The clock has run out on Tebow Time and the dawn of the Lin Dynasty has begun. Unless you’ve been trapped in the Amazon or are a New England Patriots fan who has avoided ESPN for the past week, you’re aware of the meteoric rise that Jeremy Lin of the New York Knicks has been on.
Lin has helped the Knicks reel off six-straight wins after Tuesday night’s victory against the Toronto Raptors, averaging 26.8 PPG, 8.5 APG, and 3.8 RPG during that stretch.
What Lin’s done over the past week is unlike anything we’ve ever seen before. Rags-to-Riches, Cinderella story, David vs. Goliath are all terms that have been thrown around when describing Lin, but this guys deserves a category, and for that matter, expression of his own.
I can talk about what Lin’s ascension means to the Asian-American community, the NBA, and NBA fans worldwide, but I’m going to be selfish here and talk about what Jeremy Lin has meant to me.
I come from a biracial family. My mother is Korean and my father is of Irish and Italian descent. Needless to say, growing up in rural New Hampshire in the 1980s, you did not encounter many children who shared a similar family heritage. I was constantly asked if I was Chinese by almost every kid in my class, since apparently that was the only Asian culture the pre-Internet children of the ‘80s were aware of.
A month before I moved to Massachusetts at the age of nine, my parents signed me up for the YMCA Youth Basketball League in our new town to help me make news friends. While I met a more diverse group of kids there, I still found that I was one of the only Asian kids in the league. As the years went by, the youth basketball league turned into the Traveling Basketball League, which called for tryouts and cuts. Basketball slowly began to become more and more competitive, and fortunately for me (and my body) I was able to keep up.
Then came high school basketball. I went to private school and played on the varsity team my junior and senior years. As my team and I traveled across New England on the weekends for games, I started to get a taste for just how bad the racial stereotypes against Asians playing basketball really was. Taunts about math, playing the violin, speaking Chinese—which is ignorant considering there is no language called Chinese—were just a few of the things I heard.
Now I realize it’s customary for high school kids to tease the opposing team to a certain degree—hell, I’d be a hypocrite if I said I never did that—but once race comes into play the line has been crossed. For me, I got a fair share of Yao Ming and Wang Zhizhi chants during my school playing days, and what bothered me the most was that no matter how hard I played or how many baskets I made, opposing fans could not look past my race.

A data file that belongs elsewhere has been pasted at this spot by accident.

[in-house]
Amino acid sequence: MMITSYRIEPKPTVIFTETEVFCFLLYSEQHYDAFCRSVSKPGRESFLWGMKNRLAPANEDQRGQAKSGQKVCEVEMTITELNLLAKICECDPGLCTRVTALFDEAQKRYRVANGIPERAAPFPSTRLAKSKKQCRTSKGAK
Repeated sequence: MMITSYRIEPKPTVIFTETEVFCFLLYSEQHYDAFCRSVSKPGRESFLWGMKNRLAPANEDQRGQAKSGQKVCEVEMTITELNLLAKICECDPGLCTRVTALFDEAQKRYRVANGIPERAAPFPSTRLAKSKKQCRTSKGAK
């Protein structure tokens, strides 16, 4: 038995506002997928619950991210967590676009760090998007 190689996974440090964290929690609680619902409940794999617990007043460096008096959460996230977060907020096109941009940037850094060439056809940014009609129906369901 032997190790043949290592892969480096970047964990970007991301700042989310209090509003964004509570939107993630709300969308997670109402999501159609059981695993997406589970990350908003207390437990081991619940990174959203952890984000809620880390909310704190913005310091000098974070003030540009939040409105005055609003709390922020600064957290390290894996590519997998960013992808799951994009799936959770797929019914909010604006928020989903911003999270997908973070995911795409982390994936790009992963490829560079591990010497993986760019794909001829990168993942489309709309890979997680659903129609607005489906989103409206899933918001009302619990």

So when Jeremy Lin burst onto the scene last week, I couldn’t help but smile when I saw the amount of attention and recognition he was receiving from both fans and NBA players, alike. Even stars like Kevin Durant can’t help but cheer for this underdog. During the Knicks’ 92-85 win over the Lakers last Friday, Durant posted on his Facebook account, “Jeremy Lin is killin it! Have you seen him play yet? Happy for him!” And how can you not be?
Watching the fans at Madison Square Garden rise as one for Jeremy Lin last Friday against the Lakers was a sight to see. With every shot made, every rebound grabbed, and every assist completed by Lin, the crowd became more and more unified in their support for this underdog from Harvard.
It’s rare for us to see an NBA star with Asian heritage. When Yao Ming made his NBA debut with the Houston Rockets back in 2002, fans got a glimpse of the first real NBA star that came from an Asian background. Yao’s popularity, and that of the NBA, soared overseas in Asia during Yao’s years in the league. The NBA hoped to strike gold again when Yi Jianlian (whose real age still remains a mystery) was drafted sixth overall by the Milwaukee Bucks in 2007, but he appears to be nothing more than a bust at this point.
So with Yao’s retirement and Yi’s failure to reach expectations, the Asian community had little hope of seeing another Asian NBA star in the foreseeable future. And then Lin appeared, seemingly out of thin air. Whether or not Jeremy Lin can continue playing at this level once Amar’e Stoudemire and Carmelo Anthony return remains to be seen, but there is one thing we can continue to hope for: that as Jeremy Lin and other athletes from multicultural backgrounds continue their rise, racial barriers and stereotypes in sports will hopefully begin to fall.
May the Lin Dynasty have a long, and prosperous run.
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